Stone said several mass murderers have modeled their crimes after killings depicted in movies. But because Friday's midnight screening was a local premiere, it's highly unlikely Holmes had even seen the film before planning his crime. In Stone's view, what may have attracted the killer above all was the event's power to generate publicity.

"He moves himself up from a pathetic nothing to a very important person who's getting his 15 minutes of fame by not only the mass murder, but by dressing up as a cartoon character. That would tend to nail his image even more solidly in the minds of the public who follow the event," Stone said.

Dr. Emanuel Tanay, a clinical psychiatrist at Wayne State University who has written about the pathology of murderers, said Holmes' self-professed identification with the Joker could be a sign of a deeper delusion.

"Many present-day movies are really a promotion of violence, though some people are more vulnerable than others -- especially those who have a mental illness. This is bizarre psychotic behavior. That much is clear. What's the underlying delusion or system? That we may or may not find out," Tanay said.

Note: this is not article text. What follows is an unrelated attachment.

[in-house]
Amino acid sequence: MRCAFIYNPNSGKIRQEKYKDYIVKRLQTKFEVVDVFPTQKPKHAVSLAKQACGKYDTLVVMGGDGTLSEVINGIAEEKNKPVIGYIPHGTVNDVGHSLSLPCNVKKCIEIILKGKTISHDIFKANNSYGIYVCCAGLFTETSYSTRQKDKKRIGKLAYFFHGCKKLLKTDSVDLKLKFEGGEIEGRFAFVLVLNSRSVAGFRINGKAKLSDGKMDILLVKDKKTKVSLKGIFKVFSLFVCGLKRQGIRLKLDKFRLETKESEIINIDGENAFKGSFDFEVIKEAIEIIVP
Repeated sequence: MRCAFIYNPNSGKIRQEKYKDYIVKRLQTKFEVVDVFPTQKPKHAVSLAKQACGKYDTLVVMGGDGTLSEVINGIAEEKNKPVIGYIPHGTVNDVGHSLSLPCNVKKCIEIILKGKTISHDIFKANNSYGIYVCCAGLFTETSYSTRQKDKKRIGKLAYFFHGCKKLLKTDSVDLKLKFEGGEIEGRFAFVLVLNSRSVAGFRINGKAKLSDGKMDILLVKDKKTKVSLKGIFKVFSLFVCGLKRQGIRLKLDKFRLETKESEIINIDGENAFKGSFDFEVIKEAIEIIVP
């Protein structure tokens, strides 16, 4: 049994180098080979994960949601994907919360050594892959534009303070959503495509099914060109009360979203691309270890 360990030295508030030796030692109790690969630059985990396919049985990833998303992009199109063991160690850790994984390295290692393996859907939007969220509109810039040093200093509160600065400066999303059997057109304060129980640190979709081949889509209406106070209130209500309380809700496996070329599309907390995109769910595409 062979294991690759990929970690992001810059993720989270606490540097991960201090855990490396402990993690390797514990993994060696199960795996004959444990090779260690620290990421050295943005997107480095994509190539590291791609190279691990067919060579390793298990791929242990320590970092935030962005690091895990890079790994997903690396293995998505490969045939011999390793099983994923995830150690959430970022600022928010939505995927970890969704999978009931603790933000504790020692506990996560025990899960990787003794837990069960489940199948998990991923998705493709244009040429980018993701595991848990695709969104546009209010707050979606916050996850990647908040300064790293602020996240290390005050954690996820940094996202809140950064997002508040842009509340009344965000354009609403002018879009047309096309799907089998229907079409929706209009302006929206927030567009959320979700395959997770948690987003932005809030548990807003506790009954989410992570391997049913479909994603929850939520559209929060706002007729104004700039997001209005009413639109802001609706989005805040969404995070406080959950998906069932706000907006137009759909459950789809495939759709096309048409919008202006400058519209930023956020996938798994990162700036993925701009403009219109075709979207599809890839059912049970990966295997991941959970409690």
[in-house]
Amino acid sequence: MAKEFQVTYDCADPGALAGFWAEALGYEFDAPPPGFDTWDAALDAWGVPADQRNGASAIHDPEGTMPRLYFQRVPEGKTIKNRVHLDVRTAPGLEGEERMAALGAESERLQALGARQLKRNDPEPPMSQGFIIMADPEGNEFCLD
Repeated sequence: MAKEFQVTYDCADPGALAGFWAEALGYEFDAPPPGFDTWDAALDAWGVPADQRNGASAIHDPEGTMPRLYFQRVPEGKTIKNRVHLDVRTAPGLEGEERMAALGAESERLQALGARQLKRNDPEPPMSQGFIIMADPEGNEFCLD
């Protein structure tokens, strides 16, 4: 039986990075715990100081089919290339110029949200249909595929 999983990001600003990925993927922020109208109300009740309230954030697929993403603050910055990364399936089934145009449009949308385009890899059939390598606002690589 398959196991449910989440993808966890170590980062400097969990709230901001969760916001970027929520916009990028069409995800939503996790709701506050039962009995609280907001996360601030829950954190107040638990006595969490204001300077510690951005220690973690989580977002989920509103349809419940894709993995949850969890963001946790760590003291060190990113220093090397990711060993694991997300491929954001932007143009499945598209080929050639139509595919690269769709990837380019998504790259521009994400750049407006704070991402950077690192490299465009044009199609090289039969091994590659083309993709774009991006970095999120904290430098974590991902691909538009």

While stressing that the overall effect of violent movies on a population is close to neutral, Freedman acknowledged that it's always possible an individual movie could encourage some unstable person to commit a specific act of violence.

"If you have 100 million people watching violent movies and one of them or five of them or 10 of them have a delusion that they are the people in the movie and they're going to go out and do the same thing as those characters ... it's hard to know. It's conceivable that there are people who are primed to commit terrible acts, and that for some of them, watching some of these movies pushes them over the edge and causes them to commit a violent act," he said.

In short, unless Holmes is some type of extreme behavioral outlier, "The Dark Knight Rises" didn't play a part in his crime. He may be a fan of the franchise, and he almost certainly knew that its premiere would be an extraordinarily high-profile event. But the same could be said for millions of other Americans. And even if he truly believes that he's the Joker, it's still safe to say that Batman didn't make him do it -- his delusions did.

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  • Tom Sullivan , holds a photograph of his son, Alex Sullivan, as he pleads with the media to help him find his son, outside Gateway High School on Friday, July 20, 2012 in Aurora, Colo. Alex Sullivan, was celebrating his 27th birthday by attending midnight premiere of the Batman movie Friday night. A gunman wearing a gas mask set off an unknown gas and fired into the crowded movie theater killing 12 people and injuring at least 50 others, authorities said. (Photo credit: AP Photo/Barry Gutierrez)